FooBar Front End

Brains and Faces – Decoupling Systems for Growth

In a previous post I talked about API-first Platforms, this is a continuation…

Use your Brain

After a company has found Product Marker Fit the Research and Development teams (Product, Design, Engineering) need to focus on the growth and scale phase.

One of the key aspects to make this next iteration succesful is to make sure you have clear boundaries between your Platform and your Clients. Might be as simple as technically removing any if/else statements that are part of the business model inside your templates and move them one level up to the services or views, or as complex as building a layered architecture where your client applications (web, mobile, CLI, desktop) are part of an edge network sitting in the external infrastructure of the company’s systems.

The key part is that your business logic is detached from your presentational logic. This would allow the introduction of a multi-client support, better authorization and access control systems, a clearer data model and a reduction in bugs introduced by new features that need to share the same business logic. The team should develop APIs that express the Platform’s business data and public actions and allow the Client to drive how are those actions triggered and how the data is presented.

The back-end becomes the brain. The front-end becomes the face.

Show your Face

Your Client Applications (Web, Mobile, CLI, Desktop) are an abstraction of the data and the actions that the platform performs. So, as with any abstraction, it is crucial that you isolate it to the minimum required. As the face of the Platform, the client applications should not carry any business logic, perform platform level tasks, nor store data that belongs to the brain. Making this distinction is easy, just answer to the question: “Can I build a new client easily?”. If the answer is “NO”, your brain and your face are indistinguishable.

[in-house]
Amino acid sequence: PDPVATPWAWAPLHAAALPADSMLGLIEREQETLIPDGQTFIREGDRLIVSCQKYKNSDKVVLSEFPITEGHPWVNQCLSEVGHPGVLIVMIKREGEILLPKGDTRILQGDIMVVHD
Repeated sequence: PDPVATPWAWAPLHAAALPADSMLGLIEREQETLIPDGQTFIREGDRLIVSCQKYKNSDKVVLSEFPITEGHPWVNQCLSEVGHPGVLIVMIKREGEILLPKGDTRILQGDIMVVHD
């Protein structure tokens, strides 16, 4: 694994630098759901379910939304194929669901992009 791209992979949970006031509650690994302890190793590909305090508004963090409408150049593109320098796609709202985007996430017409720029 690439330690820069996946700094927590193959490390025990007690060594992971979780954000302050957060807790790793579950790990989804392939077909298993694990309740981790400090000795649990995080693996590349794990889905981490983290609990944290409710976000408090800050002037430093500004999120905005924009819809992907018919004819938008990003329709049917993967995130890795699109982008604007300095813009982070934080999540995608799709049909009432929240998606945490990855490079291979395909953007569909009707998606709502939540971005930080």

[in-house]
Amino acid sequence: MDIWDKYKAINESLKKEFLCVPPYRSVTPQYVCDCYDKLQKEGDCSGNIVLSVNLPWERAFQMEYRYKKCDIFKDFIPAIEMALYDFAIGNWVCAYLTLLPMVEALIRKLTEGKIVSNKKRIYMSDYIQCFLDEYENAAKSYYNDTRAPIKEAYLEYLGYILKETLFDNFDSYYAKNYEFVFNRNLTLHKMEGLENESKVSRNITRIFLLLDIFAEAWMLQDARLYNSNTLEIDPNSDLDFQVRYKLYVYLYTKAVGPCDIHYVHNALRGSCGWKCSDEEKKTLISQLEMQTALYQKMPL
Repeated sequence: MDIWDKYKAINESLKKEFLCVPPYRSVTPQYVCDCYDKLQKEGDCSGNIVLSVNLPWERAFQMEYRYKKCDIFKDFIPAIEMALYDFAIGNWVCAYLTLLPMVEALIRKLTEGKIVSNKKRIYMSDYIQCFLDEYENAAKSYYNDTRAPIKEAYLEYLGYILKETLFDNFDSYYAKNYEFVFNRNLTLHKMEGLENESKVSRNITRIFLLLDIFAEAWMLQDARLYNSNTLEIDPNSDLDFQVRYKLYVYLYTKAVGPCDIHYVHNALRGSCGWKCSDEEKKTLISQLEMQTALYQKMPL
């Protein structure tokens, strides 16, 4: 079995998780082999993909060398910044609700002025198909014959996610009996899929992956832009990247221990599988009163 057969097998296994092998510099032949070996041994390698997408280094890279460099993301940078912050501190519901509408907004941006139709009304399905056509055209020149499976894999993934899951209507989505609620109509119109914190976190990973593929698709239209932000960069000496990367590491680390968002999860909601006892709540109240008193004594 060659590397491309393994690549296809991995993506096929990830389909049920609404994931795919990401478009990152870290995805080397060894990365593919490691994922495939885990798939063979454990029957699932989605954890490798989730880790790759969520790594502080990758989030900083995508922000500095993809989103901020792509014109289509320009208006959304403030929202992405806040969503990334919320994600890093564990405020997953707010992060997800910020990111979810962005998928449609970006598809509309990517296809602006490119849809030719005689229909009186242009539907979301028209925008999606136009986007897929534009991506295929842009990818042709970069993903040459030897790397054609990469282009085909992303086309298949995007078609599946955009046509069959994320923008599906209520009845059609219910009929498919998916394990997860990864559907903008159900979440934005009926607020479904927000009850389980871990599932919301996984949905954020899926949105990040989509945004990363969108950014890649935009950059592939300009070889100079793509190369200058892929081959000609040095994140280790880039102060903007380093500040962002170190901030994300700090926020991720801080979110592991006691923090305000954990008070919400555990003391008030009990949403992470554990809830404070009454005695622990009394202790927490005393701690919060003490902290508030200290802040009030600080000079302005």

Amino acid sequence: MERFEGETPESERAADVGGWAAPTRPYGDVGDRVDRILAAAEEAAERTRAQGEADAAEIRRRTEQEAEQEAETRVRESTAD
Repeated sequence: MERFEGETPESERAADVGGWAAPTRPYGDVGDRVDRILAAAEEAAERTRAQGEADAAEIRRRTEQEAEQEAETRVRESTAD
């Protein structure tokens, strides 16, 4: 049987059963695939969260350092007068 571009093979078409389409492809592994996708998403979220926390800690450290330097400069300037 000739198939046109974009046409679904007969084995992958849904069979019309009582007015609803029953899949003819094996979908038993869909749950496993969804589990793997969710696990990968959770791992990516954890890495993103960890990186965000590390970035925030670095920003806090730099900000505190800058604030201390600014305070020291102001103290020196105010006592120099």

When you work on your Face (Client Apps), remember to focus on usability, accessibility, and clarity. It would be the only abstraction that a customer will have contact with. They don’t know about your fancy classes or your event driven architecture or your distributed storage system. They just see the Face and will judge the whole from this single part. So when working with the Face, make sure you make it memorable.

In short, make sure your back-end systems and your front-end clients are decoupled. Keep the business logic in the back, build great visual abstractions in the front.

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